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 Geometry Geometry Math Forum

November 16th, 2018, 08:58 PM   #1
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area of triangle given heights

In the attached, what is the area of triangle ABC?

Obviously they gave 22.5 and 67.5 to tell us that they add to 90 degrees, and then I applied formulas of right angle triangle, plus this makes the triangle ABC isosceles, but then what? And also BE and EC equal I found....

answer is 64 sqrt 2

My drawing may be out of scale. We are supposed to solve this only with a pencil and paper, no calculators, rulers.
Attached Images 04-5.jpg (36.8 KB, 4 views)

Last edited by skipjack; November 17th, 2018 at 12:06 AM. November 17th, 2018, 02:01 AM #2 Global Moderator   Joined: Dec 2006 Posts: 20,966 Thanks: 2216 Use the fact that CF/EF = sqrt2 - 1. November 17th, 2018, 02:31 AM   #3
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Quote:
 Originally Posted by skipjack Use the fact that CF/EF = sqrt2 - 1.
so you used tan 22.5 but we will not have calculators in the exam, so is there another way?

i think we are supposed to know sin cos tan of only 30 60 45 90 ..... and no trigonometry in this exam November 17th, 2018, 02:43 AM #4 Global Moderator   Joined: Dec 2006 Posts: 20,966 Thanks: 2216 You can show that CF/EF = sqrt2 - 1 by applying the angle bisector theorem to a triangle with sides 1, 1 and sqrt2 and angles 45 degrees, 45 degrees and 90 degrees. November 17th, 2018, 05:01 AM   #5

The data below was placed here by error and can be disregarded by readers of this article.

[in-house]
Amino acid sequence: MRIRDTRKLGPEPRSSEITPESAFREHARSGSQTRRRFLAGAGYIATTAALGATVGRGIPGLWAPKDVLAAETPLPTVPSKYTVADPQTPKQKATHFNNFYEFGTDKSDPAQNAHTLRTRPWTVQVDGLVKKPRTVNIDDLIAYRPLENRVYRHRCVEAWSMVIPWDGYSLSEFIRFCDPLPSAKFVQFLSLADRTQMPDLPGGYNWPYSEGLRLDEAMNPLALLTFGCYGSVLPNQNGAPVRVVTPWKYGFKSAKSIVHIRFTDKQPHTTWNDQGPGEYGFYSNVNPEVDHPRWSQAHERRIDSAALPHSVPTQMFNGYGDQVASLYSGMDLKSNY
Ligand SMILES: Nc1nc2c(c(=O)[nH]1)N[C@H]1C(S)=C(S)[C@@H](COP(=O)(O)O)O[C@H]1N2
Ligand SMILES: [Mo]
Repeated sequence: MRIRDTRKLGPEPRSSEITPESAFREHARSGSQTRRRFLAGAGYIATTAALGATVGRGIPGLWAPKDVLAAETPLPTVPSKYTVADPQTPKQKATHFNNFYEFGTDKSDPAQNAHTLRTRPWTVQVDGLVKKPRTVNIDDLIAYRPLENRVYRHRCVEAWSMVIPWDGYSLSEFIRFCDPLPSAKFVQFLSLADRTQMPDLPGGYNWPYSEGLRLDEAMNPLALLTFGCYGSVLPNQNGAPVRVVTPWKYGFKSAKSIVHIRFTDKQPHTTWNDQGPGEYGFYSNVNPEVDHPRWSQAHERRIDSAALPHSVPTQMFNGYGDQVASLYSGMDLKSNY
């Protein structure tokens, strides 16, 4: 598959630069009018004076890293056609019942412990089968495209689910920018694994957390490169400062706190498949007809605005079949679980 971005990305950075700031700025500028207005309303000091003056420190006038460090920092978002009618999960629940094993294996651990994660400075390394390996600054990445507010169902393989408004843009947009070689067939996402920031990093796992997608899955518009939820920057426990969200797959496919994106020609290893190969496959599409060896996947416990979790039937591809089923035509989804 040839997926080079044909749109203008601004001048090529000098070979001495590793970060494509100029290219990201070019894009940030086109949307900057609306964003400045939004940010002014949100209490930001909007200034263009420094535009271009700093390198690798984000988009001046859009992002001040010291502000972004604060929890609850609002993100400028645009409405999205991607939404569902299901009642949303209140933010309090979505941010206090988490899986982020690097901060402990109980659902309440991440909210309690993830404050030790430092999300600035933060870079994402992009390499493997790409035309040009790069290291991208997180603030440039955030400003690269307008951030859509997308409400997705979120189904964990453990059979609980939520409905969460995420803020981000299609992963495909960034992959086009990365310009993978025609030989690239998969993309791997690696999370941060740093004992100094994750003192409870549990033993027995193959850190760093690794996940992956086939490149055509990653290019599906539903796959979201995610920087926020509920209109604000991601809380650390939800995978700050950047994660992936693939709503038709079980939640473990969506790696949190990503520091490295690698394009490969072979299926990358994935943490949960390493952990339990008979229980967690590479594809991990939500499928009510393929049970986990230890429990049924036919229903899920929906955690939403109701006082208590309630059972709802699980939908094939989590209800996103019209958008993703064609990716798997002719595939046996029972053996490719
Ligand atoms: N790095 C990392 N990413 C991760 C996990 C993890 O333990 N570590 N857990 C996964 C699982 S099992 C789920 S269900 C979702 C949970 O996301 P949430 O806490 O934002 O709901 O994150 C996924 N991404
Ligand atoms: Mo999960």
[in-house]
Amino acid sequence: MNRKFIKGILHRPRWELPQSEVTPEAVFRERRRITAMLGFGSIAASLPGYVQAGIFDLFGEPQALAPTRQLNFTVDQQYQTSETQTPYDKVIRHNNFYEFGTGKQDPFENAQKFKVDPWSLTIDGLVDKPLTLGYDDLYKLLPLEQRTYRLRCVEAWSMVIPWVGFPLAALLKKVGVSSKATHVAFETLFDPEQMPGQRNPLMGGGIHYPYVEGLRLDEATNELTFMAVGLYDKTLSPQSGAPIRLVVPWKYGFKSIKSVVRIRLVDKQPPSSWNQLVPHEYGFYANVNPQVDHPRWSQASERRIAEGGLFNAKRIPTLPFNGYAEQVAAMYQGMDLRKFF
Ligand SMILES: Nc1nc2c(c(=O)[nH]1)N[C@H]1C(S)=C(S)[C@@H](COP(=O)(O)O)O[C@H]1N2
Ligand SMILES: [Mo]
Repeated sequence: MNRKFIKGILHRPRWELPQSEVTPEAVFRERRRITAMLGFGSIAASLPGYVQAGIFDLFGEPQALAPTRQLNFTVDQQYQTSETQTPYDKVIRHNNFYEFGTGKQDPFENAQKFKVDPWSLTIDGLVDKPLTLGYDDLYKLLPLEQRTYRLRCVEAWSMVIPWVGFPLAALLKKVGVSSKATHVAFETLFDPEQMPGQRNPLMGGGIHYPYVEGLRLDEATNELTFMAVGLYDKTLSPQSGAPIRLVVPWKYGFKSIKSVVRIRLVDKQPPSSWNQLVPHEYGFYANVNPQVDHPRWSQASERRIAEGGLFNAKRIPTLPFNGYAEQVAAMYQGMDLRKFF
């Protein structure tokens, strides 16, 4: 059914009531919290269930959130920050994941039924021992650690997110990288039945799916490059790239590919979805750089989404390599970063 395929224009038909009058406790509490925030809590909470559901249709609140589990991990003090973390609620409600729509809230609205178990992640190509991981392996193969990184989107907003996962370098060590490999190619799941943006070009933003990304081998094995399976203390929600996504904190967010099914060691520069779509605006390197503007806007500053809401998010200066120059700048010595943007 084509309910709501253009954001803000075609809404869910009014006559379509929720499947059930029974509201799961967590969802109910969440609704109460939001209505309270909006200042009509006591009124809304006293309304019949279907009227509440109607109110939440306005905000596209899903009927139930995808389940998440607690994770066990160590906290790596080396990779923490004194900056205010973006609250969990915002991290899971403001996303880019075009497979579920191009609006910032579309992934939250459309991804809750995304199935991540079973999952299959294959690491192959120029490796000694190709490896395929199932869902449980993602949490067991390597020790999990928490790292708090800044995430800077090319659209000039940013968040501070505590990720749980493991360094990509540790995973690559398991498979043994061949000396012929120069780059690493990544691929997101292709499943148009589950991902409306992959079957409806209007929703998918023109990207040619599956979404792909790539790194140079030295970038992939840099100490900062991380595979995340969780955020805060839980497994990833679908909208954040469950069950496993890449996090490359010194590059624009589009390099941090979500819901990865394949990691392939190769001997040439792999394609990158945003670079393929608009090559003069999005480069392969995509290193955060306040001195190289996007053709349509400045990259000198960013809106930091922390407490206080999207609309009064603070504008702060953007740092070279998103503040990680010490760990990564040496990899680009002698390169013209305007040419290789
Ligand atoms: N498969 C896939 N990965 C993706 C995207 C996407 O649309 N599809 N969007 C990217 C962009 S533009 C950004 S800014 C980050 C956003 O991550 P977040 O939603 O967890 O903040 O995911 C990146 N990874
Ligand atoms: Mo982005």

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Quote:
 Originally Posted by skipjack You can show that CF/EF = sqrt2 - 1 by applying the angle bisector theorem to a triangle with sides 1, 1 and sqrt2 and angles 45 degrees, 45 degrees and 90 degrees.
which triangle is 45 45 90 here? can not see it November 17th, 2018, 05:30 AM #6 Global Moderator   Joined: Dec 2006 Posts: 20,966 Thanks: 2216 Produce FC to L, such that LF = EF. Triangle EFL now has the required angles and EC bisects angle LEF. The angle bisector theorem can be proved without using trigonometry, so the method I've given doesn't explicitly use trigonometry. A related method (that doesn't use the angle bisector theorem) is to produce EF to G so that EF = FG, and produce BC to H, where H lies on AG extended. Also, draw AH, GC and the perpendicular GK from G to BH. Show that CE = CG = GH and that angle CGH is a right angle. Hence calculate GK and KC (which are equal) in terms of CE and apply Pythagoras to triangle GKE (whose hypotenuse is known). Solve the resulting equation to obtain the length of CE. Now use AE = HE = HC + CE = 2KC + CE to calculate AE and calculate the area of triangle ABC as the product of the lengths of CE and AE. Thanks from ketanco Tags area, heights, triangle Thread Tools Show Printable Version Email this Page Display Modes Linear Mode Switch to Hybrid Mode Switch to Threaded Mode Similar Threads Thread Thread Starter Forum Replies Last Post Albert.Teng Algebra 13 September 6th, 2012 08:24 PM martin_angelov Algebra 3 July 2nd, 2012 05:04 AM martin_angelov Algebra 8 April 1st, 2012 05:31 AM damgam Algebra 1 January 28th, 2009 04:44 AM captainglyde Algebra 1 February 19th, 2008 08:55 AM

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